Through the media and technological revolutions that have transformed electoral politics in recent decades some things have stayed reassuringly stable.

When it comes to winning a seat in the Maine Legislature, the prize typically has gone to the candidate who worked the hardest, knocked on the most doors, ate at the most bean suppers or stood the longest out in the rain outside a shopping center.

With the advent of the Maine Clean Elections system, candidates were even more free to engage in retail politics, and at least one candidate in most legislative races relied on public financing.

This year, however, an influx of interest group money may change that.

This is shaping up as the most expensive legislative race on record, with hundreds of thousands of dollars being dumped into political action committees that campaign for or against candidates outside the formal campaign structures.

These independent expenditures trigger matching funds for the 80 percent of contenders who are publicly financed, and even clean candidates are looking to spend.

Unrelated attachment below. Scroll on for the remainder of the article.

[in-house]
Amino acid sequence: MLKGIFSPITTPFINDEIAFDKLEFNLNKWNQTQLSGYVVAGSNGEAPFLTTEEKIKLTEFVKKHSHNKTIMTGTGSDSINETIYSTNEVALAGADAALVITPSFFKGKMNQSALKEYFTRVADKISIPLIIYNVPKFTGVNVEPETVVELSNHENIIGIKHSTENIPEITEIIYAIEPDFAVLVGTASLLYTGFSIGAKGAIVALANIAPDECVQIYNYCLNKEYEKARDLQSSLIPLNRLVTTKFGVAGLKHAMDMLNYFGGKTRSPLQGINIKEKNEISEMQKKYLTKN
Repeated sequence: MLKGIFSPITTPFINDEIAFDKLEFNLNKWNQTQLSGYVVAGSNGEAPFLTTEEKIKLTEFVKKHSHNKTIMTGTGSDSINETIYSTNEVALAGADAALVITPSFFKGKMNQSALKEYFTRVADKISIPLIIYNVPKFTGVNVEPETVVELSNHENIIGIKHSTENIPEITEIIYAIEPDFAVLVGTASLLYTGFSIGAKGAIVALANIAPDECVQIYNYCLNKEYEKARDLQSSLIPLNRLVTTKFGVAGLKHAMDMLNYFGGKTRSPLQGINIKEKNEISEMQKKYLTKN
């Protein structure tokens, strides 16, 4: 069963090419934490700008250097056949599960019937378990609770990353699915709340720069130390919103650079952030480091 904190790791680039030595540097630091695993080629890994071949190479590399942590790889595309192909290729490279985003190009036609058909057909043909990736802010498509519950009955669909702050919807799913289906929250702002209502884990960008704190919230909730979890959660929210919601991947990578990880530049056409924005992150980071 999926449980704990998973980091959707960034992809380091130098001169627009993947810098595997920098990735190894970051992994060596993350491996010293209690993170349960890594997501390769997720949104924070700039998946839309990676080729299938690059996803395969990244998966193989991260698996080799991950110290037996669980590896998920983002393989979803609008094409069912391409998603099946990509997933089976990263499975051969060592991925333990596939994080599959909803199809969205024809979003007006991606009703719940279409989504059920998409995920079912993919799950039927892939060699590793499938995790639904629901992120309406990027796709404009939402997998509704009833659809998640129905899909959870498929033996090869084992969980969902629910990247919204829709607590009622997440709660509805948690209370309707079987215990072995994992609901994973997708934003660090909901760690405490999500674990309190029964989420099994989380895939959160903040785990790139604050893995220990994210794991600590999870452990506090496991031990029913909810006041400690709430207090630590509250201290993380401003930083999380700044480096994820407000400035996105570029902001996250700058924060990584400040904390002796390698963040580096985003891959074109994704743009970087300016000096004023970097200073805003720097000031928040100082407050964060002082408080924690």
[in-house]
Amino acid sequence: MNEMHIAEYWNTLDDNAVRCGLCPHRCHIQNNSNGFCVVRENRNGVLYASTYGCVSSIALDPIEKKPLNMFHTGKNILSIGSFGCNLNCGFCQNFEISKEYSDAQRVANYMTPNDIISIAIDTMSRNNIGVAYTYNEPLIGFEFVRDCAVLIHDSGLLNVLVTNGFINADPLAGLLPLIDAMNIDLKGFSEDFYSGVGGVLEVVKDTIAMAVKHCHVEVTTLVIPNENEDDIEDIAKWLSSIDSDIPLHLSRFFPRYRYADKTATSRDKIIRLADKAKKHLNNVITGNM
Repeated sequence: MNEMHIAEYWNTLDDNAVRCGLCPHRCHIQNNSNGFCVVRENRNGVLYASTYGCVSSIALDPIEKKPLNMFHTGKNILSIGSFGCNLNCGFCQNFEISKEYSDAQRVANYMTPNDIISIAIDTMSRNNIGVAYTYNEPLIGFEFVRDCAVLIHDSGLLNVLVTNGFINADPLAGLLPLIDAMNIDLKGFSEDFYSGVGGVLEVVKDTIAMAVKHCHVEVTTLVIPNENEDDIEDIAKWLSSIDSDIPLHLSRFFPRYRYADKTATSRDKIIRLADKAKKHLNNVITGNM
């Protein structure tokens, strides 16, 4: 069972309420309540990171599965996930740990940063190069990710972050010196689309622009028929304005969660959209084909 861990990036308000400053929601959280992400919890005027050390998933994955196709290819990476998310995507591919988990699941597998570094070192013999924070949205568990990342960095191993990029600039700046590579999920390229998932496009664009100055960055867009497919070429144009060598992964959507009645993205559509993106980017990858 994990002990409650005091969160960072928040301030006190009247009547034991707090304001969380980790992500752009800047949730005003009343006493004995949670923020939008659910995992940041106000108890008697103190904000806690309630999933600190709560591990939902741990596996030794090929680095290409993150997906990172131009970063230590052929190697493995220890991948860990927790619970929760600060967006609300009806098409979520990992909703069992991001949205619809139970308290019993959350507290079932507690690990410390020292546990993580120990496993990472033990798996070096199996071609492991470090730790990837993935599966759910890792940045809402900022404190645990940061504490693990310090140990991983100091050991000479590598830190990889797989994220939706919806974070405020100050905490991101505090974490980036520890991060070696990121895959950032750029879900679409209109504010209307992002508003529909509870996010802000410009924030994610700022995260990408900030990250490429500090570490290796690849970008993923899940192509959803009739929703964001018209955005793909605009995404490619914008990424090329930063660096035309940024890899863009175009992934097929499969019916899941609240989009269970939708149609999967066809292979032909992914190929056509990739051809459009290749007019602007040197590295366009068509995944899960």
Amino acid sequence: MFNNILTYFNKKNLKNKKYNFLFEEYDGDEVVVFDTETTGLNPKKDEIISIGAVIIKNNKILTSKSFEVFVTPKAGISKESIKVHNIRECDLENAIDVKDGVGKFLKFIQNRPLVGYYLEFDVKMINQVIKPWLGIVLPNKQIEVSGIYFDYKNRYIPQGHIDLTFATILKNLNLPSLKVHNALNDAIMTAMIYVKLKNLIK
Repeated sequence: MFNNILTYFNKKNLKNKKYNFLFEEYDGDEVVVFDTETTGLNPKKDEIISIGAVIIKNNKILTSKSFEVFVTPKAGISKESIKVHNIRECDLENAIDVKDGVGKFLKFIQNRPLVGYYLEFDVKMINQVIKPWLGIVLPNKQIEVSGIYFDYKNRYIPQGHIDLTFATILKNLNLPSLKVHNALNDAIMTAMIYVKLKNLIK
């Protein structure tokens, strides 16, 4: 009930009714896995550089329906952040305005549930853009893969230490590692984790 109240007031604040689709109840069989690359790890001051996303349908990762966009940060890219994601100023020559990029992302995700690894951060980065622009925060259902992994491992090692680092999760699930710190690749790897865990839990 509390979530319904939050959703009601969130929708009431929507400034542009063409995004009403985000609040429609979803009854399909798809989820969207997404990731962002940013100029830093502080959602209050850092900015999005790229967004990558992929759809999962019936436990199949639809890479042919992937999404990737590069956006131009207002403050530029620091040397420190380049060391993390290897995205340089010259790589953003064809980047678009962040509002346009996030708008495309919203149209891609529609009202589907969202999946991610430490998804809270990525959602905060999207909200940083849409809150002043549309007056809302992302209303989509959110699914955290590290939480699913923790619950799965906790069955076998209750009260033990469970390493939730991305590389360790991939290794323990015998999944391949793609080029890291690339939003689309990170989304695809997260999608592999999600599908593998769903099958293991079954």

Among the sources of the campaign money is the Republican State Leadership Committee, which has dropped $400,000 on five state Senate races in Maine, hoping to tip the balance in the Maine Senate.

If this is successful, look for it to be repeated every election cycle in the future. For a group with a national donor base, Maine, with only two major televsion markets, is a cheap place to make an impact. Groups looking to change social or environmental policy could see Maine as place to establish a beachhead.

The outside expenditures also put pressure on the Clean Elections program, by triggering matching funds for contenders.

In the end, however, it may be that voters won’t respond to the deluge of political advertising, and keep voting for the candidate who came to their doors or shook their hands.